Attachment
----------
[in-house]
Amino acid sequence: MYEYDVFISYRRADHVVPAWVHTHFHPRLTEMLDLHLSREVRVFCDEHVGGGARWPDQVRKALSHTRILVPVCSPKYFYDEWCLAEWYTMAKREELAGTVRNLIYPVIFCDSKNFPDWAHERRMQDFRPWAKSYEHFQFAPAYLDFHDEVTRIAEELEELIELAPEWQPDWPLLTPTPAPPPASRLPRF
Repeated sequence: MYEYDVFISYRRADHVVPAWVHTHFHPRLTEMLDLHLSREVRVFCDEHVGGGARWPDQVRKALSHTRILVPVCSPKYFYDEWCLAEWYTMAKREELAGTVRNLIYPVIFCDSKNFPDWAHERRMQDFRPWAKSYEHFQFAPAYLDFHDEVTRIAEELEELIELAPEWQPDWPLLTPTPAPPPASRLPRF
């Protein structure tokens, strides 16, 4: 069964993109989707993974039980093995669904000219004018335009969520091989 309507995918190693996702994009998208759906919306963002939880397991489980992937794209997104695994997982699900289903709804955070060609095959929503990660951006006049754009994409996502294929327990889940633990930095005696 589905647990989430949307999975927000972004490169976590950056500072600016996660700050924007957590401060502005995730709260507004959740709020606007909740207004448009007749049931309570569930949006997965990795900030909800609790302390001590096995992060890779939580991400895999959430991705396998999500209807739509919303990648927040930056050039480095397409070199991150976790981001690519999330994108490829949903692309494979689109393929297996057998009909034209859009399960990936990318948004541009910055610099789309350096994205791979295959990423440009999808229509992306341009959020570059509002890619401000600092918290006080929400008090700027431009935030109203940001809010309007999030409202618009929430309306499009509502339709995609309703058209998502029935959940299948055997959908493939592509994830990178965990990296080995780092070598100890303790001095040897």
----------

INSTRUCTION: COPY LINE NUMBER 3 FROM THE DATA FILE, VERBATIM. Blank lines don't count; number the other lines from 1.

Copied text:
Repeated sequence: MYEYDVFISYRRADHVVPAWVHTHFHPRLTEMLDLHLSREVRVFCDEHVGGGARWPDQVRKALSHTRILVPVCSPKYFYDEWCLAEWYTMAKREELAGTVRNLIYPVIFCDSKNFPDWAHERRMQDFRPWAKSYEHFQFAPAYLDFHDEVTRIAEELEELIELAPEWQPDWPLLTPTPAPPPASRLPRF